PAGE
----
The Copernican Principle Blunder strikes again

Well, I suppose it is time for me to ask a new question. This one is about gravity. But, before I get into it, let us first start by covering the basics of gravity as well as the basics for angular momentum. But first, let’s put on our thinking caps.


So… here we go.

The Gravitational Constant: The Gravitational Constant has a value of 6.67384×10^-11 m^3 kg^-1 s^-2. Now, this possibly looks a bit messy but it basically means that gravity has a “set strength“. A strength that works in 3-dimensional space, is an accelerating force and is determined by mass.

With that said, angular momentum is the quantity of rotation of a body, which is the product of its moment of inertia and its angular velocity. Essentially, the faster an object or body rotates, the more velocity it will generate. In short… faster equals more.


Now that we have established those two principles (gravity has a constant, and momentum generates more velocity the faster it goes), here is something to consider.

An object on the Earth’s equator travels once around the Earth’s circumference before making a 360 degree cycle. This is about 24,901 miles (40,075 kilometres) per day. To calculate speed, Mr Kadish divided that distance by 23hr, 56m, 4s to reach the figure of 1,040 mph. This means that at the equator the earth is spinning at more than one thousand miles per hour.

Now, the cool thing to consider about this fact is simply this; any object on the earth farther away from the equator (like New York or Australia for example) are actually traveling much slower since they do not need to cover nearly as much space within that 360 degree rotation as the equator does to makes its 360 degree round trip at such a drastic speed. The momentum at the equator is much greater than that of the North and South Poles, thus generation the most velocity at the equator.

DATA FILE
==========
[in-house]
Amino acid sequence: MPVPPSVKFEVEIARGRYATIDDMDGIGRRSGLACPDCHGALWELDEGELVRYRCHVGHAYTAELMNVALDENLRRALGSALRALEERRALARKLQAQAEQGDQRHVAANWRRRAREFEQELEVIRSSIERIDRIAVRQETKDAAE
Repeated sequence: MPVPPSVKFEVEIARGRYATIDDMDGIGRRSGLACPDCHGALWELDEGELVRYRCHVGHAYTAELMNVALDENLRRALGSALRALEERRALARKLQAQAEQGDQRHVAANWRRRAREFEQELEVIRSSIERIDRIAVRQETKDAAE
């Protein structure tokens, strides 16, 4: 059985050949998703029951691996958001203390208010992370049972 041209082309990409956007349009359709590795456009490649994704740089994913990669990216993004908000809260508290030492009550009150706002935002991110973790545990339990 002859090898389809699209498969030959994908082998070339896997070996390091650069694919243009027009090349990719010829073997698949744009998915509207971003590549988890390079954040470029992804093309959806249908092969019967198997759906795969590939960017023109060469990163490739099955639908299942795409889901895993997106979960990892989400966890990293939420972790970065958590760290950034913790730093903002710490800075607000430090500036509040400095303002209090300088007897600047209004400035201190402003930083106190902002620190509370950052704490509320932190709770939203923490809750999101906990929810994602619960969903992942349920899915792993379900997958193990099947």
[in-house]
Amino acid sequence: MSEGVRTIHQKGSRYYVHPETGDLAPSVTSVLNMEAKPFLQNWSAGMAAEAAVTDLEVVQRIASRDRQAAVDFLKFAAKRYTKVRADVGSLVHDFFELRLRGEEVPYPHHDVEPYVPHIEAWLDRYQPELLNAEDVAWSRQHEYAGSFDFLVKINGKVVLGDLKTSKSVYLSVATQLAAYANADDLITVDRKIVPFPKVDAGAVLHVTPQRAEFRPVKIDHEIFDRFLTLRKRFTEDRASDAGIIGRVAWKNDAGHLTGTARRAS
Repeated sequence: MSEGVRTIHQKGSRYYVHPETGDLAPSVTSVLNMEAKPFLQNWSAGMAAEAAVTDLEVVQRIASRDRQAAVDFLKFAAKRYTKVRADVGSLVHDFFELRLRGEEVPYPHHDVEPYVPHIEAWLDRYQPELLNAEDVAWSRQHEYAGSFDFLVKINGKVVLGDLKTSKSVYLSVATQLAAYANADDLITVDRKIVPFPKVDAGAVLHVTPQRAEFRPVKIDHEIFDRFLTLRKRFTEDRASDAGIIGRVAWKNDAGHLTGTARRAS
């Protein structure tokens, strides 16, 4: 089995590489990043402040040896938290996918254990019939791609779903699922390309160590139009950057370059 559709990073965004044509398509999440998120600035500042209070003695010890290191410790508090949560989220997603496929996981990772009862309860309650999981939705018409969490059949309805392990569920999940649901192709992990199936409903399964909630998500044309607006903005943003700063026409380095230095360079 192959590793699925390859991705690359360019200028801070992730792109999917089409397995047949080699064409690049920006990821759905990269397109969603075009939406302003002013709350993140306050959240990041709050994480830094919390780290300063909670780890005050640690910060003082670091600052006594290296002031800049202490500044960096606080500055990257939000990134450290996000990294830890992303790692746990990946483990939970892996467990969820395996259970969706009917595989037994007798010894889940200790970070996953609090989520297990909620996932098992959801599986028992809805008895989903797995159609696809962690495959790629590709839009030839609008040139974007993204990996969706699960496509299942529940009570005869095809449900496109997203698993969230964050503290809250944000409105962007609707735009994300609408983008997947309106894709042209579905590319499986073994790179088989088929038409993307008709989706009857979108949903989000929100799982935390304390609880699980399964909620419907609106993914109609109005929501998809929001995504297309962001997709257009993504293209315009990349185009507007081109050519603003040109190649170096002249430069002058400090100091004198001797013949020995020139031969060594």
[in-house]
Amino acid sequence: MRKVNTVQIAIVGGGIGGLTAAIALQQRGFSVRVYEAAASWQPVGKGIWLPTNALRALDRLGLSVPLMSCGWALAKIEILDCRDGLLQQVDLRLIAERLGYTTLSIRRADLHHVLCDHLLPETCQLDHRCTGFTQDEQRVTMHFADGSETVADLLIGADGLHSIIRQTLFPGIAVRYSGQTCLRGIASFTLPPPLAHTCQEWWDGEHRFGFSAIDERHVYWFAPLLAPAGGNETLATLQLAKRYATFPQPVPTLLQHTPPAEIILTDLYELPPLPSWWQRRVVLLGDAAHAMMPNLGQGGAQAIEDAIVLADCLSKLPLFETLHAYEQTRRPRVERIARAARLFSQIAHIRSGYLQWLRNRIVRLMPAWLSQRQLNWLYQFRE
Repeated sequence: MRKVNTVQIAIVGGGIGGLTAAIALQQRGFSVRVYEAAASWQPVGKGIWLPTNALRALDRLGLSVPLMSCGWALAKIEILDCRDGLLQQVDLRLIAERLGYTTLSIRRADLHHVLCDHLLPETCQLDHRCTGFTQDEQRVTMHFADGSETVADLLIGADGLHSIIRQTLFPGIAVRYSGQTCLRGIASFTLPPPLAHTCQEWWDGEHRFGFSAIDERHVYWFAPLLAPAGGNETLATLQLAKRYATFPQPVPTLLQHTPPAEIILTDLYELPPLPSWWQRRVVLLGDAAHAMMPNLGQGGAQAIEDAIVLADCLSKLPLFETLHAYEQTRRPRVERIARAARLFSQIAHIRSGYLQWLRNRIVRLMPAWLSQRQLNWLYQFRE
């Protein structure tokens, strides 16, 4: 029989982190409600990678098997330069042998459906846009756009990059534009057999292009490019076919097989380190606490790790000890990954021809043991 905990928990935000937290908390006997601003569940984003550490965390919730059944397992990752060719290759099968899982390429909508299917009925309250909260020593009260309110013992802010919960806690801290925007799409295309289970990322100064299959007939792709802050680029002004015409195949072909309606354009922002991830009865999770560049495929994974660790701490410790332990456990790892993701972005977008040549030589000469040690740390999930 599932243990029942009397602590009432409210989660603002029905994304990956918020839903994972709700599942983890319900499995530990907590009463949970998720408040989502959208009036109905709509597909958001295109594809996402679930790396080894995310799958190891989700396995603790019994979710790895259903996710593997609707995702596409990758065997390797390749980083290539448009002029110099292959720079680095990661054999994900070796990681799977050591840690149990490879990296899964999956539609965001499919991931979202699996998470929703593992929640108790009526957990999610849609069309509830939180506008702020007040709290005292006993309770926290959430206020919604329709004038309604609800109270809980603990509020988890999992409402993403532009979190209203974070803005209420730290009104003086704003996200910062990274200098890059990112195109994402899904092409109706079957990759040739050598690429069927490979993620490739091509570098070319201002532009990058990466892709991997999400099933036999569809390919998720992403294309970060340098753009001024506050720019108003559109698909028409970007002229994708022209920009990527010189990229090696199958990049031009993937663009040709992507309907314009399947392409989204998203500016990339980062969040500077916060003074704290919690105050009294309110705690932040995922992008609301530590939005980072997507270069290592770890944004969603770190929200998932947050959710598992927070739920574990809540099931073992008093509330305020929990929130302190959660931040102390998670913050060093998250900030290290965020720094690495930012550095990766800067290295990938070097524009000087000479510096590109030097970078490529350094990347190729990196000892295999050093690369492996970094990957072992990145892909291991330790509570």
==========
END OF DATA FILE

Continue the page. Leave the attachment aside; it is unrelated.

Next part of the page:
This is where angular momentum comes in.


When you consider the level of force generated by the momentum of a ball traveling at a speed at let’s say, one thousand miles per hour, any water on the surface of that ball would be forced toward the equator of rotation as a result of angular momentum.

With that said here is the question; if the earth is spinning as fast as we are told, what keeps the water on Earth’s surface from gathering together at the equator as a result of angular momentum?

The answer that I have been given is simply – gravity.

But here is why I have a problem with that answer. You are telling me that the gravitational constant is SO GREAT that it can force the seas to stay fixed while not being drawn by the angular momentum of 1,040 miles per hour of velocity. And yet, something as delicate as a butterfly’s wings do not instantly collapse under that very same gravitational constant?

The Copernican Principle is a joke.

Psalms 93:1 – The Lord reigneth, he is clothed with majesty; the Lord is clothed with strength, wherewith he hath girded himself: the world also is stablished, that it cannot be moved.


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